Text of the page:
As of today – on Pure Electric’s fifth anniversary – the specialist e-scooter brand is present in eight countries and has sold over 240,000 units.
Its revenue is up 24% on 2022, while its overheads have been cut 35%.
Zag sits down with Adam Norris, Pure’s CEO and Founder to find out where’s next.
Zag: What are your expansion plans over the next 12 months?
AN: “We’re currently present in more than 500 retail outlets across the UK, France, Belgium, Spain, Finland, Australia, China and Italy. Next year, this will double to 1,000. Come Spring, we’re going to launch across the US and Canada and are in discussions with some of the largest retailers there. One deal due to close very soon is with a retailer that will give us a presence in 400 to 600 more stores over the next 12 months. The size of our business will double by just that one deal.”
Zag: Is the strategy now to sell via third-party retail stores rather than opening your own?
AN: “Yes, we mostly sell via third-party retailers and nearly every one has its own dedicated space for Pure. In Shanghai, one of our distributors has just opened a flagship store with plans to open five more next year to sell both in the retail space and online. In the UK, our three main retailers are Currys, Halfords and Argos and in France it’s Fnac. This is the size of company we’re aiming at in the US.”
Zag: How has the roadblock on UK legislation impacted Pure’s progress?
AN: “It’s frustrating that we can’t test our products on our own streets at home. I feel embarrassed that, whereas other countries are moving fast with decarbonising the planet, the UK is staying stagnant. But I think the frustration is for the consumer and the planet. It’s for the youngster who’s lonely but can’t visit his friend because it’s a five-mile walk, or the woman who can’t travel at night because she fears getting mugged. It’s those people who the government has to answer to.
“For Pure, Britain getting left behind doesn’t stop us. It just means we’re going to grow a global business, and that’s always been my dream. Britain’s legislation has forced us to be less UK-centric – and there’s a hidden gem in that, which is that we’ve gone global earlier. It’s just a shame that Britain is going so slow, because scooters will play a massive part in society and it’s not long before every single person has one.”
Zag: You think every person will own an e-scooter?
AN: “I think that by 2050 every household will have an e-scooter. If you have a goal that big, people tend to laugh at it but maybe it’s the crazy people like me that will make it happen. Where you see cars everywhere in the world, you’ll see scooters. If people are spending £18,000 on a car, then spending another £400 on a scooter to go into the city centre is what people will do. Every single city has congestion problems and so the car can’t be the solution for city centres. There will be more pressures but this will drive the industry.”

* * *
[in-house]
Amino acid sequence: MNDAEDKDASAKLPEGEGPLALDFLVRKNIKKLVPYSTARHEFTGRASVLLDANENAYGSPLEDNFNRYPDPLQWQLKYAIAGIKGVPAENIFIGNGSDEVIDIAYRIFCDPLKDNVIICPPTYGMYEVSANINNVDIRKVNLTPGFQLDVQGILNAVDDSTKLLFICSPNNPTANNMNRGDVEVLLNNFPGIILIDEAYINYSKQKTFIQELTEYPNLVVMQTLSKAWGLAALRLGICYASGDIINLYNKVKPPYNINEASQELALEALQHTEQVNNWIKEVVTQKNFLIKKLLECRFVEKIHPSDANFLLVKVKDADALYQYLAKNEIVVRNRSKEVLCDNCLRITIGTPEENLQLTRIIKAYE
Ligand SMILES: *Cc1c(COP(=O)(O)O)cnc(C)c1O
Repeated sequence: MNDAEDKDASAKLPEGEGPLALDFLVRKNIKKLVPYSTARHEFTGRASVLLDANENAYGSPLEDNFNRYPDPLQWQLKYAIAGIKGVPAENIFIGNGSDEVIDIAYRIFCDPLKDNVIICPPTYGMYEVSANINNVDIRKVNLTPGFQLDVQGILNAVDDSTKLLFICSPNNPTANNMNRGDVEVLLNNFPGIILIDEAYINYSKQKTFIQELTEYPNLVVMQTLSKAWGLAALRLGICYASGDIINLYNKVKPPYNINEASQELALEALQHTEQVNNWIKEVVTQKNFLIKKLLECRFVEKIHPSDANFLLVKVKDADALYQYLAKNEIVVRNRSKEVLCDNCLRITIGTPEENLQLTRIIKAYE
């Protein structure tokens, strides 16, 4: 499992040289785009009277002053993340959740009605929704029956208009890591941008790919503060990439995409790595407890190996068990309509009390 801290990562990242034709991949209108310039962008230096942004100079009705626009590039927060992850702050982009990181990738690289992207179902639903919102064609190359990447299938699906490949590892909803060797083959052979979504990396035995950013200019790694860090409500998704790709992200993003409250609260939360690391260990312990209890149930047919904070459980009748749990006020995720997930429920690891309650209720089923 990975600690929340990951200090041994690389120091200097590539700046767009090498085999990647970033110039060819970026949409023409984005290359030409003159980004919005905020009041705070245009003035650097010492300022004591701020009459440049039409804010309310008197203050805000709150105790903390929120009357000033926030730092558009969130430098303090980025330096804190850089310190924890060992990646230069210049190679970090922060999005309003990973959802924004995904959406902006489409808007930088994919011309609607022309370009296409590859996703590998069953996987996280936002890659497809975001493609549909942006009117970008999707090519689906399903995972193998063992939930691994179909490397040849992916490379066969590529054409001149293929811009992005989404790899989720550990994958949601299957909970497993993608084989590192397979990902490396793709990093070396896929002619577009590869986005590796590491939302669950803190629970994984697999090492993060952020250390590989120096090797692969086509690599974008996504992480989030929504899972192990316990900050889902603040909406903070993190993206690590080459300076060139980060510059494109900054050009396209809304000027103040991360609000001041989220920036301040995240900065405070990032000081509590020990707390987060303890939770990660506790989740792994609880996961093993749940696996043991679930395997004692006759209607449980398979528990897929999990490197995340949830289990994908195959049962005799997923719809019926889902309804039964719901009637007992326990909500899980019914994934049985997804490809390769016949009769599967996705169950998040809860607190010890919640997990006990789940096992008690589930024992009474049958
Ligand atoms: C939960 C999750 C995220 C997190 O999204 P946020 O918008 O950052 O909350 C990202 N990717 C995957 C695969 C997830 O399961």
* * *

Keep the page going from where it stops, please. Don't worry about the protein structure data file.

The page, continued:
Zag: What is it about Pure’s scooters that will encourage people to make this switch?
AN: “We’ve spent a lot of time dissecting the consumer’s needs. The mass market of people will or do live in apartments and the urban environment is going that way. If someone is going to use a scooter, they’ll want to be able to carry it down a flight of stairs or onto a train, and then maybe put it under their desk when they get into the office. The whole beauty and brilliance of our scooters is that they’re easy to fold and light to carry because the reality is there’s no way you’ll be able to leave your scooter out in London or Barcelona because it will get stolen. It took me a long time to realise that people just want a scooter that’s easy to pick up and easy to fold.
“We have also developed one of the few waterproof scooters. Our best sales in Spain come from the northern coast which is the wettest part of the country. They value having the scooter more there than they do in regions which don’t rain. Another selling point is that the larger handlebars and wider foot platform caters to people of all sizes.”
Zag: You’ve worked with notable celebrities like fashion designer Stella McCartney and also your son Lando, a British Formula 1 driver. How has this helped build Pure’s credibility?
AN: “It’s definitely giving people confidence. Stella McCartney hosted a show where she wanted one side of the catwalk to be filled with world-leading companies that care for the environment and she invited us to attend. In Australia, they’re using Lando to advertise the scooter on big billboards.
“Lando enjoys riding the scooter and I think this gives people reassurance that it’s going to be a good product. We’re in around 190 of those JB HI-Fi stores there, which is very similar to the size of Currys in the UK.The business is in better shape than ever and we’re in a strong position. We’ve got cash in the bank and a massive order book. Our biggest problem is there’s so many retailers wanting to come on board and we just can’t facilitate them all.”